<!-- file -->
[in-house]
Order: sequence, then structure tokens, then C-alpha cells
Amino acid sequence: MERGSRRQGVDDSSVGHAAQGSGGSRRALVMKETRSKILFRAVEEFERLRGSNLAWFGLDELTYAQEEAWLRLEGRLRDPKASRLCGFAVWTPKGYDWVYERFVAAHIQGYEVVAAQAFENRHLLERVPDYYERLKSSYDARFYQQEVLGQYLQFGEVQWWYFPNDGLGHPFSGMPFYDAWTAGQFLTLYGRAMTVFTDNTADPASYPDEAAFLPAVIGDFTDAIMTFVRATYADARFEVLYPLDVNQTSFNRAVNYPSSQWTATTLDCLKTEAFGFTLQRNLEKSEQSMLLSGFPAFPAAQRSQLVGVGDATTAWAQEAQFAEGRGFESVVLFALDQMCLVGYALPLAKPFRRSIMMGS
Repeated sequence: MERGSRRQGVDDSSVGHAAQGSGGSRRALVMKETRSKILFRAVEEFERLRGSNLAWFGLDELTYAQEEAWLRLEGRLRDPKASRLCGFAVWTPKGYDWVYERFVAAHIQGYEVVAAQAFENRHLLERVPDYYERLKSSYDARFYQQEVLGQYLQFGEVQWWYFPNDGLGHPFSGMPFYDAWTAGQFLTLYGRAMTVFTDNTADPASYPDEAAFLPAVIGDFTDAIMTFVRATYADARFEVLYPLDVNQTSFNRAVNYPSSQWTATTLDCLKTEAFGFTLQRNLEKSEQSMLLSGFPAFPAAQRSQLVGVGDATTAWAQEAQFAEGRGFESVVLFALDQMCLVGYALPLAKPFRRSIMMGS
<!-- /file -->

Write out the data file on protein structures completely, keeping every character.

[in-house]
Order: sequence, then structure tokens, then C-alpha cells
Amino acid sequence: MERGSRRQGVDDSSVGHAAQGSGGSRRALVMKETRSKILFRAVEEFERLRGSNLAWFGLDELTYAQEEAWLRLEGRLRDPKASRLCGFAVWTPKGYDWVYERFVAAHIQGYEVVAAQAFENRHLLERVPDYYERLKSSYDARFYQQEVLGQYLQFGEVQWWYFPNDGLGHPFSGMPFYDAWTAGQFLTLYGRAMTVFTDNTADPASYPDEAAFLPAVIGDFTDAIMTFVRATYADARFEVLYPLDVNQTSFNRAVNYPSSQWTATTLDCLKTEAFGFTLQRNLEKSEQSMLLSGFPAFPAAQRSQLVGVGDATTAWAQEAQFAEGRGFESVVLFALDQMCLVGYALPLAKPFRRSIMMGS
Repeated sequence: MERGSRRQGVDDSSVGHAAQGSGGSRRALVMKETRSKILFRAVEEFERLRGSNLAWFGLDELTYAQEEAWLRLEGRLRDPKASRLCGFAVWTPKGYDWVYERFVAAHIQGYEVVAAQAFENRHLLERVPDYYERLKSSYDARFYQQEVLGQYLQFGEVQWWYFPNDGLGHPFSGMPFYDAWTAGQFLTLYGRAMTVFTDNTADPASYPDEAAFLPAVIGDFTDAIMTFVRATYADARFEVLYPLDVNQTSFNRAVNYPSSQWTATTLDCLKTEAFGFTLQRNLEKSEQSMLLSGFPAFPAAQRSQLVGVGDATTAWAQEAQFAEGRGFESVVLFALDQMCLVGYALPLAKPFRRSIMMGS